Board of Control for Cricket in India (BCCI) President Sourav Ganguly arrives at BCCI headquarters for the Indian Premier League (IPL) Governing Council meeting, in Mumbai on Saturday. (ANI Photo)
Board of Control for Cricket in India (BCCI) President Sourav Ganguly arrives at BCCI headquarters for the Indian Premier League (IPL) Governing Council meeting, in Mumbai on Saturday. Image Credit: ANI

It is indeed shocking that there were a few who were hopeful that cricket would go on despite the coronavirus threat. In India, at a time when all precautionary measures were being considered to check the spread of the virus, the Board of Cricket for Control in India (BCCI) was hoping to stage the Indian Premier League (IPL). The BCCI president Sourav Ganguly and IPL chairman Brijesh Patel had emphatically stated that “the event will go on”.

It was only after a few state governments announced that they would not permit IPL matches to be held in their state, and the pressure from the Indian government on the BCCI, that they decided to postpone this cash-laden event.

The Pakistan Cricket Board continued with the Pakistan Super League (PSL) despite foreign players deciding to leave the tournament. The BCCI had also wanted the India-South Africa series to continue, but with no spectators.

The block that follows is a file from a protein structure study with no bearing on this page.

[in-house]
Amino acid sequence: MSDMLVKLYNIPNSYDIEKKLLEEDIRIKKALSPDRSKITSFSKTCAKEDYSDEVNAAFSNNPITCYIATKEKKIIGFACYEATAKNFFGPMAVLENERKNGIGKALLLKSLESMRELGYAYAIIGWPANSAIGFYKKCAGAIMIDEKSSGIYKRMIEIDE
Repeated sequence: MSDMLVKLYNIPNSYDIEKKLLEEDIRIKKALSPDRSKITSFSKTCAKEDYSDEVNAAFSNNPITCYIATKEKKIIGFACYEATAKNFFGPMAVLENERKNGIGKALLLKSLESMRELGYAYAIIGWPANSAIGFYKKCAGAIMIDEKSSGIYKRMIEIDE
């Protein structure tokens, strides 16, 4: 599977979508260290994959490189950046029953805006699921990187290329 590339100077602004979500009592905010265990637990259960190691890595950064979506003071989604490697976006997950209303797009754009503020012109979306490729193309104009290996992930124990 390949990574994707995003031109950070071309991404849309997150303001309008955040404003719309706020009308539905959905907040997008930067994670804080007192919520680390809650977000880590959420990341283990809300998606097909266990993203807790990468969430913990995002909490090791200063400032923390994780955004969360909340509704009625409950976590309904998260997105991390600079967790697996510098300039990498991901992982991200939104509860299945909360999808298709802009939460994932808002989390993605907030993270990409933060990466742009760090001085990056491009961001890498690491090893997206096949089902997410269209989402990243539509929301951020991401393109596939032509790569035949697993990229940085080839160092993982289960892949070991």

Even though the World Health Organisation (WHO) had declared coronavirus as a pandemic, the urge to host a league or a series is absurd. A league or a series is not a one-day event; it is held over a period of time in different cities. At a time when all efforts to contain the spread of coronavirus is on, it is strange that organisers were hoping to entertain cricket fans and, in turn, fill their coffers.

Cricket is a business today and is played non-stop, but when it needs to be stopped to protect people’s health, then that should be done. Ultimately sense prevailed when in the IPL governing council meeting many agreed that the health of the fans should be of primary concern. During such a crisis, fans will not be looking forward to watching cricket. Exposing players to public places and getting them to fly from one centre to another would have been dangerous. BCCI, as well as the Pakistan Cricket Board, should not have had any doubts about stopping the events. Pakistan should have discontinued the PSL as soon as some of the star foreign players returned to their country.

Calling off a cricket series has happened even before. Way back in 1939, the start of the Second World War resulted in West Indies, who were playing England, returning to their country. The terrorists attack on the Sri Lankan team in 2009 in Lahore and the bomb explosions in Sri Lanka both resulted in series being called off. But this is the first time that the spread of a virus has stopped the game.

No one should regret that cricket, like many other sports, has stopped for now. The game should be played in a clean and safe environment, both for the players and fans. Coronavirus is much more than a swarm of bees or grasshoppers or flying ants, which has stopped play on many occasions.